There's no denying that artificial intelligence (AI) is sweeping the tech industry right now as companies shift their attention toward this fast-growing market. And on the latest quarterly earnings calls, a handful of tech companies showed just how much attention they are giving to AI.

While executives sometimes use their earnings calls to puff up company plans, some recent comments from Nvidia (NVDA 1.75%), Microsoft (MSFT 0.22%), and Alphabet (GOOG 0.92%) (GOOGL 0.93%) carry more weight because these companies actually are making big strides in the AI market right now. Here's what they had to say and why it matters.

A semiconductor on a logic board.

Image source: Getty Images.

Nvidia's AI data center opportunity

Nvidia is no stranger to the AI market. The company's graphics processors have been used by some of the largest tech companies to train AI and machine-learning services for years. In fact, Alphabet and Microsoft both mentioned Nvidia when talking about AI on their earnings call. 

Nvidia's management highlighted the company's current AI focus on its call, saying that it achieved record data center revenue because of AI. Here's what Chief Financial Officer Colette Kress said about AI on the earnings call:

Our data center business achieved a record $9.9 billion in revenue for the year, up 124%, as we accelerated AI adoption across cloud, enterprise and edge computing.   

We are investing heavily in R&D to drive the next wave of AI innovation and extend our leadership position.

A massive 124% increase in data center sales is extremely impressive considering that Nvidia isn't exactly a young tech start-up. And management's attributing the growth to AI shows just how big the company's opportunity could be in this space, considering that segment's sales make up more than half of the company's total revenue right now.

The company's shift to more research & development spending on AI could be money well spent. With so many tech companies needing high-powered servers that can handle complex AI processing, Nvidia should continue to see more demand in this space. And that should help the company tap into its total addressable market of $150 billion in AI.  

Microsoft's AI bet is already paying off  

Microsoft is arguably one of the leading AI companies right now after the company went all-in on OpenAI's large language model (LLM) chatbot, ChatGPT. The company had been a significant investor in OpenAI before ChatGPT was launched and has put about $13 billion into the start-up so far. 

After ChatGPT was launched, Microsoft swiftly integrated the chatbot into its Bing search engine, as well as in Microsoft 365, its Azure cloud services, and its GitHub software development platform. 

On its April 25 earnings report, management talked about its latest AI integrations. Here are a few comments from Microsoft CEO Satya Nadella:

Our Azure OpenAI Service brings together advanced models, including ChatGPT and GPT-4 ... we now have more than 2,500 Azure OpenAI Service customers, up 10X quarter-over-quarter.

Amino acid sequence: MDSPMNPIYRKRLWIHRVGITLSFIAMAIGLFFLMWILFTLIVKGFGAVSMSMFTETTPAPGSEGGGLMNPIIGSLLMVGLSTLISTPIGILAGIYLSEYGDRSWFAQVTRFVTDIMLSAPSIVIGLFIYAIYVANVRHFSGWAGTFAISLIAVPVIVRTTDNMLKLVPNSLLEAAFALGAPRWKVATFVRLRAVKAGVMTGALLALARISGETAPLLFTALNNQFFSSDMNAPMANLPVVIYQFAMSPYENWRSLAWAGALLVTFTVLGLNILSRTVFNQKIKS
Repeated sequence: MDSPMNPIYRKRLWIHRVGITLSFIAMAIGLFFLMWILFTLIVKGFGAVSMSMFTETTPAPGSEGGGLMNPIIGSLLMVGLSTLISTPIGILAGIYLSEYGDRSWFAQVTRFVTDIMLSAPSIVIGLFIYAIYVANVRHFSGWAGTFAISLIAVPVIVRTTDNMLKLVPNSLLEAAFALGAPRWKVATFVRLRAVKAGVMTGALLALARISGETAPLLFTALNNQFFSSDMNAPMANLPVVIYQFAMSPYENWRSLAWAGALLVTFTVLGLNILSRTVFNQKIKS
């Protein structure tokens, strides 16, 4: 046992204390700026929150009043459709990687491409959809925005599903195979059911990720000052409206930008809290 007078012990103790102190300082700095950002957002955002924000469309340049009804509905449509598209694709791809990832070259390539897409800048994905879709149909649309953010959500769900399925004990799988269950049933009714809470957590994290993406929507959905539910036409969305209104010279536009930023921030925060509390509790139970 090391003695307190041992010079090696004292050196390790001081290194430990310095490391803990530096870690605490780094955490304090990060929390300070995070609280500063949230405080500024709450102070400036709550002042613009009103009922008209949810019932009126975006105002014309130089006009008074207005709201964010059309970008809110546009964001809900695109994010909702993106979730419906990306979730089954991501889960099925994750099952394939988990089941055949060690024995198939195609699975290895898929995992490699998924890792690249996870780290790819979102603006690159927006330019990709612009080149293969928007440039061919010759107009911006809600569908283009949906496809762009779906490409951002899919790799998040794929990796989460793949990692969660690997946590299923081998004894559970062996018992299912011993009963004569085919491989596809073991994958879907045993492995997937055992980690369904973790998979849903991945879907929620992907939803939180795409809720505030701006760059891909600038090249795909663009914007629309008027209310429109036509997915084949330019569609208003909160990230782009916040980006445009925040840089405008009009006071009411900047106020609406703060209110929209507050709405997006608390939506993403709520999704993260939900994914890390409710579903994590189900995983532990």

Two months since the launch of new Bing and Edge, we're very encouraged by user feedback and usage patterns ... . Bing has more than 100 million daily active users.

Both of those comments point to some impressive AI-related growth for Microsoft, and Nadella said the company will continue to invest in AI to scale up for this new demand, "And we expect the resulting revenue to grow over time."

For Microsoft, that future revenue growth could come from the massive AI software market, which will be worth an estimated $850 billion by 2030, up from just $53 billion in 2021.

Alphabet is ramping up its AI focus 

Alphabet was seemingly caught off guard when ChatGPT had its debut, and some have questioned why the company didn't move faster to implement AI capabilities into its existing services (more on that in a moment). 

Here is a comment on AI from Alphabet's CEO, Sundar Pichai, on the latest call:  

Last week, I announced that we're bringing together the Brain team in Google Research and DeepMind into one unit. Combining all this talent into one focused team, backed by the pooled computational resources of Google, will help accelerate our progress.... 

What was interesting to hear in Alphabet's earnings call was an underlying cautious tone when referring to AI. For example, Pichai said that the company will incorporate generative AI advances in Google search "in a thoughtful and deliberate way."

But while Pichai might have sounded a bit apprehensive about moving too quickly into AI, the company's recent developer event proved Alphabet certainly isn't resting on its laurels, either. The company said that it's implementing new AI features into its Workspace apps, Android operating system, and Google Cloud, and adding AI across 25 apps and services.

Most importantly, it's also adding more generative-AI responses to Google Search. The updated search tool will be able to handle more-complex queries and give specific answers to questions in a way that is more conversational. 

The AI stakes are very high

What these comments from tech leaders show is that there is an intense focus on AI right now as companies jockey for the top spot. 

The search market, long dominated by Alphabet's Google, is now seemingly up for grabs as Microsoft has implemented ChatGPT into its Bing search tool. There are already some indications that companies are willing to shift away from Google, considering that Samsung is reportedly considering switching its default search engine from Google to Bing. 

While no one has won the AI race yet, there's certainly a lot at stake. Some of the latest estimates put the AI software market at a whopping $14 trillion by 2030.

This is going to create lots of competition in the coming years, and investors can expect all of these companies to continue to devote more attention and resources to this market and try to stay ahead of the curve.